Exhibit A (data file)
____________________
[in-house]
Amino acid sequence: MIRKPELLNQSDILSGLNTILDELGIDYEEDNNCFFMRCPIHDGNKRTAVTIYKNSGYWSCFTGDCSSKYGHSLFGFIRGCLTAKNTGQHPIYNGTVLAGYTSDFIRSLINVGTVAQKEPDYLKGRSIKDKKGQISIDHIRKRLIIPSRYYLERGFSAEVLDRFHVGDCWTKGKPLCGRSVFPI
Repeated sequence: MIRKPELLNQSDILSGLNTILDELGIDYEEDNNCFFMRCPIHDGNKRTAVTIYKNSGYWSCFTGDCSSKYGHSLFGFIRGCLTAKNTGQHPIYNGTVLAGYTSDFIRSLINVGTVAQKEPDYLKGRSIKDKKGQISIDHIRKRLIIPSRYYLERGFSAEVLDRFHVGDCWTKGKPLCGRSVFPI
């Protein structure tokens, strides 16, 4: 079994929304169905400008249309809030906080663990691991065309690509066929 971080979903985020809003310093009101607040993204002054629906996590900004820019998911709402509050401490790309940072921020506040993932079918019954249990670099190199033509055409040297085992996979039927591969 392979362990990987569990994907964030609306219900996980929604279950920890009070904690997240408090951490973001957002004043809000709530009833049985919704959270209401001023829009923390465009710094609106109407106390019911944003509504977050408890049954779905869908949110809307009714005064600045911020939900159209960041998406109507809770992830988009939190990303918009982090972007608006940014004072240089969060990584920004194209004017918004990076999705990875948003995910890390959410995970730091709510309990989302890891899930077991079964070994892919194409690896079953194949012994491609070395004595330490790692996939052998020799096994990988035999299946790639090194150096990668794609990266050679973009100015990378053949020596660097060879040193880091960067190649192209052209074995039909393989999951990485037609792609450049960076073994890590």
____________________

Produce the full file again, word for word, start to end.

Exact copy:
[in-house]
Amino acid sequence: MIRKPELLNQSDILSGLNTILDELGIDYEEDNNCFFMRCPIHDGNKRTAVTIYKNSGYWSCFTGDCSSKYGHSLFGFIRGCLTAKNTGQHPIYNGTVLAGYTSDFIRSLINVGTVAQKEPDYLKGRSIKDKKGQISIDHIRKRLIIPSRYYLERGFSAEVLDRFHVGDCWTKGKPLCGRSVFPI
Repeated sequence: MIRKPELLNQSDILSGLNTILDELGIDYEEDNNCFFMRCPIHDGNKRTAVTIYKNSGYWSCFTGDCSSKYGHSLFGFIRGCLTAKNTGQHPIYNGTVLAGYTSDFIRSLINVGTVAQKEPDYLKGRSIKDKKGQISIDHIRKRLIIPSRYYLERGFSAEVLDRFHVGDCWTKGKPLCGRSVFPI
């Protein structure tokens, strides 16, 4: 079994929304169905400008249309809030906080663990691991065309690509066929 971080979903985020809003310093009101607040993204002054629906996590900004820019998911709402509050401490790309940072921020506040993932079918019954249990670099190199033509055409040297085992996979039927591969 392979362990990987569990994907964030609306219900996980929604279950920890009070904690997240408090951490973001957002004043809000709530009833049985919704959270209401001023829009923390465009710094609106109407106390019911944003509504977050408890049954779905869908949110809307009714005064600045911020939900159209960041998406109507809770992830988009939190990303918009982090972007608006940014004072240089969060990584920004194209004017918004990076999705990875948003995910890390959410995970730091709510309990989302890891899930077991079964070994892919194409690896079953194949012994491609070395004595330490790692996939052998020799096994990988035999299946790639090194150096990668794609990266050679973009100015990378053949020596660097060879040193880091960067190649192209052209074995039909393989999951990485037609792609450049960076073994890590």